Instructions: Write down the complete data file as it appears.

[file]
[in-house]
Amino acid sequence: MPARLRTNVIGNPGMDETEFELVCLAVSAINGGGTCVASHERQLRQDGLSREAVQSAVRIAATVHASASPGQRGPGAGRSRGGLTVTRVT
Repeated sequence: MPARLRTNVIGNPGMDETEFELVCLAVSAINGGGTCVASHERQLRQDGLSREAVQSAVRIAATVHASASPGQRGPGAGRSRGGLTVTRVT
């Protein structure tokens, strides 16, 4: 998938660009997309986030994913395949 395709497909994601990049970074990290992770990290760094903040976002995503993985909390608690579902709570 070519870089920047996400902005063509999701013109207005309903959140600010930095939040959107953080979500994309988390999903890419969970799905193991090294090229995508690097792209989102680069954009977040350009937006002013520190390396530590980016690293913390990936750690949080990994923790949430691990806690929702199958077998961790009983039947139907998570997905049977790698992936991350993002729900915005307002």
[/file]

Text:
[in-house]
Amino acid sequence: MPARLRTNVIGNPGMDETEFELVCLAVSAINGGGTCVASHERQLRQDGLSREAVQSAVRIAATVHASASPGQRGPGAGRSRGGLTVTRVT
Repeated sequence: MPARLRTNVIGNPGMDETEFELVCLAVSAINGGGTCVASHERQLRQDGLSREAVQSAVRIAATVHASASPGQRGPGAGRSRGGLTVTRVT
């Protein structure tokens, strides 16, 4: 998938660009997309986030994913395949 395709497909994601990049970074990290992770990290760094903040976002995503993985909390608690579902709570 070519870089920047996400902005063509999701013109207005309903959140600010930095939040959107953080979500994309988390999903890419969970799905193991090294090229995508690097792209989102680069954009977040350009937006002013520190390396530590980016690293913390990936750690949080990994923790949430691990806690929702199958077998961790009983039947139907998570997905049977790698992936991350993002729900915005307002």